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Subject:Re:  Request for Proposal forms From:Rowena Hart <rhart -at- XCERT -dot- COM> Date:Fri, 5 Mar 1999 12:00:37 -0800
One final thing that pops into mind when I think
about RFPs and contracts:
If you are responding to an RFP, you can not
change the description of work or any other
terms specified in the RFP. For example:
If the company wants APPLES, then you are
bidding to provide APPLES only. You can not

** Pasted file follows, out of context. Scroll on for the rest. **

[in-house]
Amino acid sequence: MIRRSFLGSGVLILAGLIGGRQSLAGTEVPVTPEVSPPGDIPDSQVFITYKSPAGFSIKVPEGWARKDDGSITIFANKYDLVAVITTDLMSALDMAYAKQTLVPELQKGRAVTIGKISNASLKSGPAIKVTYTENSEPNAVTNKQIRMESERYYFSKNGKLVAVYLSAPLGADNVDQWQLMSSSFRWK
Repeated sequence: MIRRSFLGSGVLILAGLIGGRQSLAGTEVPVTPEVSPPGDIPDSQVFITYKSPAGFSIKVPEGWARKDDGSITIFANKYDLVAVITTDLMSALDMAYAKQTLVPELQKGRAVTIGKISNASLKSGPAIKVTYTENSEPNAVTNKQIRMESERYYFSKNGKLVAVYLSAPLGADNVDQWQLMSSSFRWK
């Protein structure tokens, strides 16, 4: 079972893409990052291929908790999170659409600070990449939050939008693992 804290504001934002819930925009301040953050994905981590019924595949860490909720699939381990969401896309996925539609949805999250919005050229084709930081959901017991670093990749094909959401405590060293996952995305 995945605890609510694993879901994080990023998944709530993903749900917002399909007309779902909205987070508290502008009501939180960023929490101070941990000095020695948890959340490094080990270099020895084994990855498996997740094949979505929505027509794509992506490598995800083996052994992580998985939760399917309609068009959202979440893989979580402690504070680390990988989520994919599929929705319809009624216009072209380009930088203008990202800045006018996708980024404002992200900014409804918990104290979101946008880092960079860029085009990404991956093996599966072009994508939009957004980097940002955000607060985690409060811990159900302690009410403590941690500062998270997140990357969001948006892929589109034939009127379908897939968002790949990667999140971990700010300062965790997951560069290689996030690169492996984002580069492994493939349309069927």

bid to provide APPLES as well as ORANGES,
even if you want to impress the company with
your knowledge of fruit. By changing the scope
of work, you are in fact changing the terms of
the agreement. The evaluation committee can
no longer fairly judge your proposal in relation
to the other proposals it received.
Failure to respond using the terms of the RFP will
result in your proposal being rejected.
HOWEVER, if you respond to an RFP that does
not have certain terms clearly stated (in particular
the PAYMENT TERMS, DELIVERABLES,
TIMELINE, or DESCRIPTION OF WORK), it is
still possible to have these terms written into the
contract that you sign. This is only possible if
these terms were not defined clearly in the RFP,